For years, pro-business lawmakers trotted out bills to make Pennsylvania a state that can’t force people to pay union dues. Such bills languished in committees with no expectation of legislative action.
“They’ve been introducing right-to-work bills since at least 1983, and over 30 years, they’ve gone nowhere,” said Rick Bloomingdale, president of the Pennsylvania AFL-CIO. Even Republican control of the Legislature and governor’s mansion did not change that.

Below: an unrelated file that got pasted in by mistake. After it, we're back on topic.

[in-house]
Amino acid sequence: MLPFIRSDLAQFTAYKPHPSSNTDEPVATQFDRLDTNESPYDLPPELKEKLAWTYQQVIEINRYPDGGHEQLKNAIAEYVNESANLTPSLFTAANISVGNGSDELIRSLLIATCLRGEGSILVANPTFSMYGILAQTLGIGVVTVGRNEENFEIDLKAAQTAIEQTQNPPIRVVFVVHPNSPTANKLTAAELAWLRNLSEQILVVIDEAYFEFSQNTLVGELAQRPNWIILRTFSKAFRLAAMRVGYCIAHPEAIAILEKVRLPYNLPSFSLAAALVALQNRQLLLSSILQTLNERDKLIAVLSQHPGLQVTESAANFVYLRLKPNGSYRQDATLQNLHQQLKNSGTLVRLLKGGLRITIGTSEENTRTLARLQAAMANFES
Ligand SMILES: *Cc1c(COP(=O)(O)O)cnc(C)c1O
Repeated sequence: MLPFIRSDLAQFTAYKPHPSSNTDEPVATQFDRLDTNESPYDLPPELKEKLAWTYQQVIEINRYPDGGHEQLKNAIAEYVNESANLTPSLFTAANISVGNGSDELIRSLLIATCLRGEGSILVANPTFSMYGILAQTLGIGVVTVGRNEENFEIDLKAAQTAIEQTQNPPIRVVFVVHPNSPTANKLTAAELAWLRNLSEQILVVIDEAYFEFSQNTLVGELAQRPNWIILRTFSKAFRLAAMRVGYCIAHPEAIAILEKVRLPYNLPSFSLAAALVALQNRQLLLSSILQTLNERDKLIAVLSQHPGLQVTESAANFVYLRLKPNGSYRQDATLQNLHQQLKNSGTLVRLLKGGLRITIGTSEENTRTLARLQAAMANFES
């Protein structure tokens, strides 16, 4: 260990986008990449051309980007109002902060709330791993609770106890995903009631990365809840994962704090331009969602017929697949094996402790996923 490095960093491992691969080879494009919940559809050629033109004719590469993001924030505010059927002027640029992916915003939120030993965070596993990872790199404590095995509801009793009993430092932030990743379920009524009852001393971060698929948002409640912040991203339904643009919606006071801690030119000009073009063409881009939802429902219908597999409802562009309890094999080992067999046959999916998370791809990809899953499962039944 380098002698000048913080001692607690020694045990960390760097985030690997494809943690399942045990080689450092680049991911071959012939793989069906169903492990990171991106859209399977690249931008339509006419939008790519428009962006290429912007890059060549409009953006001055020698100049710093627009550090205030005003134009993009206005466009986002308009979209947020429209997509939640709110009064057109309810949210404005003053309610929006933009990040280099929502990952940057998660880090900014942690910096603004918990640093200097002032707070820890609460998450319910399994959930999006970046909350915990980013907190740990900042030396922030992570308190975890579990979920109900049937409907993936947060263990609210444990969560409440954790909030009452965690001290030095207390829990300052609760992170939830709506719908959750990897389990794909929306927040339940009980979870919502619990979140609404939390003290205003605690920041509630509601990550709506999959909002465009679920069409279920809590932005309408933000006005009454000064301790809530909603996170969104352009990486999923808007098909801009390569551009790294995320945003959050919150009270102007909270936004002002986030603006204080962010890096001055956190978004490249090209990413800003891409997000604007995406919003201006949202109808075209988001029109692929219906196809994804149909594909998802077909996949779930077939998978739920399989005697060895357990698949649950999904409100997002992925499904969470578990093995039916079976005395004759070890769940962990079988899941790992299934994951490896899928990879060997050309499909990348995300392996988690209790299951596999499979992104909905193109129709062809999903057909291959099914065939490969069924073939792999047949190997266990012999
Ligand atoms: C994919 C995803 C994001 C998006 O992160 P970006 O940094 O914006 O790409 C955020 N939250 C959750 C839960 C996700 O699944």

Yet with a package of bills introduced last week, observers sense that “something big is happening,” said David Taylor, executive director of the Pennsylvania Manufacturers Association.
“I have come to believe this issue is coming our way, whether anyone realizes it or not,” Taylor said.
“We’re going to take it as a serious threat,” Bloomingdale said. “We’ll continue to fight for people’s rights to belong to a union.”
The renewed optimism for supporters in Pennsylvania occurred when Indiana and Michigan, home of the United Auto Workers, adopted right-to-work laws in December, bringing the total number of states with laws to 24.
Anthony Riedel, spokesman for the National Right to Work Committee, said the group considers New Hampshire, Missouri, Pennsylvania, Montana and Alaska the next battlegrounds.